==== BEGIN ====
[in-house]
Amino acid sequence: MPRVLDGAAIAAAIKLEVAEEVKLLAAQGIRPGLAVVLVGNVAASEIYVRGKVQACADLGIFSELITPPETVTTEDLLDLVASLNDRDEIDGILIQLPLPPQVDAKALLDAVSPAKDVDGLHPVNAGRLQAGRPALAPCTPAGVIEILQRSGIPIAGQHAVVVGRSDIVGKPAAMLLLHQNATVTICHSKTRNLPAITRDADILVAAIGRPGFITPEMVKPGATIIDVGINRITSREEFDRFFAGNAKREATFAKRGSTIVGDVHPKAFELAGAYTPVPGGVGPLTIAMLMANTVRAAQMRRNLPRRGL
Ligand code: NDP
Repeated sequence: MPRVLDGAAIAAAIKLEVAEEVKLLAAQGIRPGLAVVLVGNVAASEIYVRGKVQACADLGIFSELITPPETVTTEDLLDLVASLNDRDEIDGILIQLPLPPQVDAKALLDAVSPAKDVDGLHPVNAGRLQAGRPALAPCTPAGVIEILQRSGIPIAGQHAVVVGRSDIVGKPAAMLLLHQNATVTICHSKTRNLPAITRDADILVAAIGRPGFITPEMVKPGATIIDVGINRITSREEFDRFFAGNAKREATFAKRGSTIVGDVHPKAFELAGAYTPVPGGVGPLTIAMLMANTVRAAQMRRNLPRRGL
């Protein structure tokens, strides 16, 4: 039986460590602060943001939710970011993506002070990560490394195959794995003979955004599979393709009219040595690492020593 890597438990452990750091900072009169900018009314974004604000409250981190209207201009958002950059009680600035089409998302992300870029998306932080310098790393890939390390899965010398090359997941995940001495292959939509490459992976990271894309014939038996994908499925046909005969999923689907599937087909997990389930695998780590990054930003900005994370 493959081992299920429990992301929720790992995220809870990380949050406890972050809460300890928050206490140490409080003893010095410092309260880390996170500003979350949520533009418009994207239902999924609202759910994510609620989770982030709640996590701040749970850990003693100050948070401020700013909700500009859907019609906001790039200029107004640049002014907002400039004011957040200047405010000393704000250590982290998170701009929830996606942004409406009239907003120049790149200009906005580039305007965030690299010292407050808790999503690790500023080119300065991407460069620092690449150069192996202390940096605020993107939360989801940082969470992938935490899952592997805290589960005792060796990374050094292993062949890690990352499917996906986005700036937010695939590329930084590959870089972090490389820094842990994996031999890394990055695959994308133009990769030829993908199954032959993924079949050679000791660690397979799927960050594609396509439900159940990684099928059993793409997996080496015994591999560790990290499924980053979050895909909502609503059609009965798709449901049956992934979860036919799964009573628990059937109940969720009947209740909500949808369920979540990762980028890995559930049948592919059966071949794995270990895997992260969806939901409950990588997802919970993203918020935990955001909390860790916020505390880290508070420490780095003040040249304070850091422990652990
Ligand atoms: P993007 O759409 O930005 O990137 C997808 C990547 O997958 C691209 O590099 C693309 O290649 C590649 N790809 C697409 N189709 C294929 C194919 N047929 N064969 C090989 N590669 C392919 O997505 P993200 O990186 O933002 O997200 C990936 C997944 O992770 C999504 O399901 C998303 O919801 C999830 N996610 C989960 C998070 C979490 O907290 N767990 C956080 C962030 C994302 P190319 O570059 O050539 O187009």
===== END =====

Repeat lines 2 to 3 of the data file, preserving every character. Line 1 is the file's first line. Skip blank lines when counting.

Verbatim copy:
Amino acid sequence: MPRVLDGAAIAAAIKLEVAEEVKLLAAQGIRPGLAVVLVGNVAASEIYVRGKVQACADLGIFSELITPPETVTTEDLLDLVASLNDRDEIDGILIQLPLPPQVDAKALLDAVSPAKDVDGLHPVNAGRLQAGRPALAPCTPAGVIEILQRSGIPIAGQHAVVVGRSDIVGKPAAMLLLHQNATVTICHSKTRNLPAITRDADILVAAIGRPGFITPEMVKPGATIIDVGINRITSREEFDRFFAGNAKREATFAKRGSTIVGDVHPKAFELAGAYTPVPGGVGPLTIAMLMANTVRAAQMRRNLPRRGL
Ligand code: NDP